Blue Hill town treasurer resigns

BLUE HILL — Town of Blue Hill Treasurer Jody Murphy resigned effective Nov. 16, Blue Hill Selectman Jim Schatz said Friday.

Murphy tendered her resignation letter three days after a hearing involving the Board of Selectmen, Murphy, town attorney Diane O’Connell and Murphy’s attorney, John K. Hamer of the Bangor firm Rudman Winchell.

In a telephone interview Tuesday, Murphy said she wasn’t expecting that the Nov. 13 hearing with the board and her attorney would end up being a “mediation” for the terms of her departure.

“That’s what it ended up being,” she said.

Murphy’s resignation letter did not cite a reason for her departure.

The selectmen had voted to put Murphy on paid administrative leave Oct. 5.

During the board’s regular weekly meeting Friday, Schatz announced “irregularities in depositing cash” that the town auditor had discovered in August. Those discoveries were made during the FY 2016 audit of the town’s books, Schatz said.

Asked if there was a connection between the treasurer’s resignation and the missing money, Schatz said the board could not say if the two were related.

“The whole matter is still under investigation,” Schatz said.

The total of the cash discrepancy is $10,777.66, the selectman said.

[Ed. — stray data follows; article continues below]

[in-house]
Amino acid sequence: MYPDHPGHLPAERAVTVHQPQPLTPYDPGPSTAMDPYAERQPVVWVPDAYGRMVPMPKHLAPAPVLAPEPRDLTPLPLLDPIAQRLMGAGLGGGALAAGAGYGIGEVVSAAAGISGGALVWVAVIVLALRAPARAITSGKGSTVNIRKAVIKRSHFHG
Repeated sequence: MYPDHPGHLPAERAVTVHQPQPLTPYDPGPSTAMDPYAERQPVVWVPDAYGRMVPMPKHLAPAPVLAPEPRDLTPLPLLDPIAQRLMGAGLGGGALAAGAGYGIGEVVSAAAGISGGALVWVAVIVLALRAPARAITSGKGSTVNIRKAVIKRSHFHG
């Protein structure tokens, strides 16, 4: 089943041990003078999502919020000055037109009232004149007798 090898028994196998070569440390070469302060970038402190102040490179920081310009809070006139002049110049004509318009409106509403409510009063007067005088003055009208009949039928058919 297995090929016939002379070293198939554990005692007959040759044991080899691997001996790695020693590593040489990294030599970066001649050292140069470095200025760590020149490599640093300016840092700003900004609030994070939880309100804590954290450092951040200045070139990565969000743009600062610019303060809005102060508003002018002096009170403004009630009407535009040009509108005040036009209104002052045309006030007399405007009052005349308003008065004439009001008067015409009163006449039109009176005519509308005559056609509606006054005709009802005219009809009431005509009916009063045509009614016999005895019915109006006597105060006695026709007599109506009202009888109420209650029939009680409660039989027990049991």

Schatz said the town had also asked the auditor to check the Surry-Blue Hill transfer station finances. There is approximately $2,460 unaccounted for at the transfer station, he said.

“We are sending the material and filing a recovery from our bond company,” Schatz said.

Schatz said that Maine statute requires that town officials report missing funds to the Office of the Maine State Auditor.

“Depending on how the investigation goes, we might be talking to the attorney general,” said Schatz.

Murphy on Tuesday denied any wrongdoing and said she is “shocked” by the events that have transpired.

“When I went to that first and only hearing it was brought to my attention from reading the investigation report that was inconclusive,” Murphy said.

“When I was put on leave, I thought it was just going to be for a week or two and they were going to find what happened or the people who were responsible,” said Murphy. “I was concerned, but I wasn’t that concerned because I didn’t do anything.”

“I thought that, if anything, we’d go back to work and there would be training or policies or procedures that weren’t in place to fine tune the way things were done so there were checks and balances,” she said.

“I’ve never had any problems before,” said Murphy. “Professionally, as far as my job goes, I’ve never had a problem doing it. This is a big shock to me.”

“It’s hard,” Murphy said. “It’s a very small town. I built my life around this position. I bought a house.”

Of the financial discrepancies in the town’s books, Selectman Ellen Best said “I would say we have been diligent in following this as best we can.

“We continue to do what is necessary in terms of reporting things to the appropriate authorities,” Best said.

Jennifer Osborn

Jennifer Osborn

Reporter and columnist at The Ellsworth American
News Reporter Jennifer Osborn covers news and features on the Blue Hill Peninsula and Deer Isle-Stonington. She welcomes tips and story ideas. She also writes the Gone Shopping column. Email Jennifer with your suggestions at [email protected] or call 667-2576.
Jennifer Osborn

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